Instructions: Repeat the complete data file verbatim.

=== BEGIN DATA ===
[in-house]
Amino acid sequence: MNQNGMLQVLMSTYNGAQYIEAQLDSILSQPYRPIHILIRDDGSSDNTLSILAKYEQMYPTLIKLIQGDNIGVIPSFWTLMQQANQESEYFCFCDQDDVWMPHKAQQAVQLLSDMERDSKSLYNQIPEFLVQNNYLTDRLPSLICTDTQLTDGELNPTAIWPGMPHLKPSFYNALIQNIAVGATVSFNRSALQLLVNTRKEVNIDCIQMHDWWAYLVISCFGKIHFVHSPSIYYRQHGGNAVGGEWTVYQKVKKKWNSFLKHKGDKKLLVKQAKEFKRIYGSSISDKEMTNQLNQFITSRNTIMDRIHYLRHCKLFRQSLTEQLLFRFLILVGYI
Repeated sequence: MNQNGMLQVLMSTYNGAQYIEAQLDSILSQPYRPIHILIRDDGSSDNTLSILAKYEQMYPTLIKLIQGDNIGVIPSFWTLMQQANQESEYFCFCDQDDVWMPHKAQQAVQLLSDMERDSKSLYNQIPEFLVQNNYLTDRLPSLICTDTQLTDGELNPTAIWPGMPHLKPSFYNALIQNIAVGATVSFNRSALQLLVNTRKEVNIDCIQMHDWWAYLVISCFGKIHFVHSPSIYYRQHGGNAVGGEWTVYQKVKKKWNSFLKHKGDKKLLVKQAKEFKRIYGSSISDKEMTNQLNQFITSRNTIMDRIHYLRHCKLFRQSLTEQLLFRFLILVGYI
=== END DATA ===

[in-house]
Amino acid sequence: MNQNGMLQVLMSTYNGAQYIEAQLDSILSQPYRPIHILIRDDGSSDNTLSILAKYEQMYPTLIKLIQGDNIGVIPSFWTLMQQANQESEYFCFCDQDDVWMPHKAQQAVQLLSDMERDSKSLYNQIPEFLVQNNYLTDRLPSLICTDTQLTDGELNPTAIWPGMPHLKPSFYNALIQNIAVGATVSFNRSALQLLVNTRKEVNIDCIQMHDWWAYLVISCFGKIHFVHSPSIYYRQHGGNAVGGEWTVYQKVKKKWNSFLKHKGDKKLLVKQAKEFKRIYGSSISDKEMTNQLNQFITSRNTIMDRIHYLRHCKLFRQSLTEQLLFRFLILVGYI
Repeated sequence: MNQNGMLQVLMSTYNGAQYIEAQLDSILSQPYRPIHILIRDDGSSDNTLSILAKYEQMYPTLIKLIQGDNIGVIPSFWTLMQQANQESEYFCFCDQDDVWMPHKAQQAVQLLSDMERDSKSLYNQIPEFLVQNNYLTDRLPSLICTDTQLTDGELNPTAIWPGMPHLKPSFYNALIQNIAVGATVSFNRSALQLLVNTRKEVNIDCIQMHDWWAYLVISCFGKIHFVHSPSIYYRQHGGNAVGGEWTVYQKVKKKWNSFLKHKGDKKLLVKQAKEFKRIYGSSISDKEMTNQLNQFITSRNTIMDRIHYLRHCKLFRQSLTEQLLFRFLILVGYI